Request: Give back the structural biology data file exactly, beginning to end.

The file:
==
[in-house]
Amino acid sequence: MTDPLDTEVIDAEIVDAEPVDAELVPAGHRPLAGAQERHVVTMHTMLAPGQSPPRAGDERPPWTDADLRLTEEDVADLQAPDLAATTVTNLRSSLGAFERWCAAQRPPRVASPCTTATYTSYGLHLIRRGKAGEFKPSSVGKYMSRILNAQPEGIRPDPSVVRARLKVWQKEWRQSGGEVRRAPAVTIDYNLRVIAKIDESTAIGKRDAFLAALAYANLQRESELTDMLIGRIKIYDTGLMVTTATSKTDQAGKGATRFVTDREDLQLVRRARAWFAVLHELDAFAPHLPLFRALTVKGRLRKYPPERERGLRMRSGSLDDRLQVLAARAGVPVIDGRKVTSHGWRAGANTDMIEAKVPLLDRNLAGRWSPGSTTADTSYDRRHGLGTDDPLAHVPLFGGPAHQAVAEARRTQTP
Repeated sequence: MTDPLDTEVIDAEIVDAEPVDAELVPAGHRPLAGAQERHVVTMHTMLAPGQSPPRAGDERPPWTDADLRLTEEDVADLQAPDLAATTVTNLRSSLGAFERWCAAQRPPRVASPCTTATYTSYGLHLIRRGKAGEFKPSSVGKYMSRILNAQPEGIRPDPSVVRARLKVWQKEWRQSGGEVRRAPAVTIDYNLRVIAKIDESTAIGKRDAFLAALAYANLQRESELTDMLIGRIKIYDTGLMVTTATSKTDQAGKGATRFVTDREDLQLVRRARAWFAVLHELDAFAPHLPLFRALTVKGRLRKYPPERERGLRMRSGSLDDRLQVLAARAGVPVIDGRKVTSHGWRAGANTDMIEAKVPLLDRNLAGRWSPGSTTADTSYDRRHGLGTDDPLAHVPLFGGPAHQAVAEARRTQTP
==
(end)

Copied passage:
[in-house]
Amino acid sequence: MTDPLDTEVIDAEIVDAEPVDAELVPAGHRPLAGAQERHVVTMHTMLAPGQSPPRAGDERPPWTDADLRLTEEDVADLQAPDLAATTVTNLRSSLGAFERWCAAQRPPRVASPCTTATYTSYGLHLIRRGKAGEFKPSSVGKYMSRILNAQPEGIRPDPSVVRARLKVWQKEWRQSGGEVRRAPAVTIDYNLRVIAKIDESTAIGKRDAFLAALAYANLQRESELTDMLIGRIKIYDTGLMVTTATSKTDQAGKGATRFVTDREDLQLVRRARAWFAVLHELDAFAPHLPLFRALTVKGRLRKYPPERERGLRMRSGSLDDRLQVLAARAGVPVIDGRKVTSHGWRAGANTDMIEAKVPLLDRNLAGRWSPGSTTADTSYDRRHGLGTDDPLAHVPLFGGPAHQAVAEARRTQTP
Repeated sequence: MTDPLDTEVIDAEIVDAEPVDAELVPAGHRPLAGAQERHVVTMHTMLAPGQSPPRAGDERPPWTDADLRLTEEDVADLQAPDLAATTVTNLRSSLGAFERWCAAQRPPRVASPCTTATYTSYGLHLIRRGKAGEFKPSSVGKYMSRILNAQPEGIRPDPSVVRARLKVWQKEWRQSGGEVRRAPAVTIDYNLRVIAKIDESTAIGKRDAFLAALAYANLQRESELTDMLIGRIKIYDTGLMVTTATSKTDQAGKGATRFVTDREDLQLVRRARAWFAVLHELDAFAPHLPLFRALTVKGRLRKYPPERERGLRMRSGSLDDRLQVLAARAGVPVIDGRKVTSHGWRAGANTDMIEAKVPLLDRNLAGRWSPGSTTADTSYDRRHGLGTDDPLAHVPLFGGPAHQAVAEARRTQTP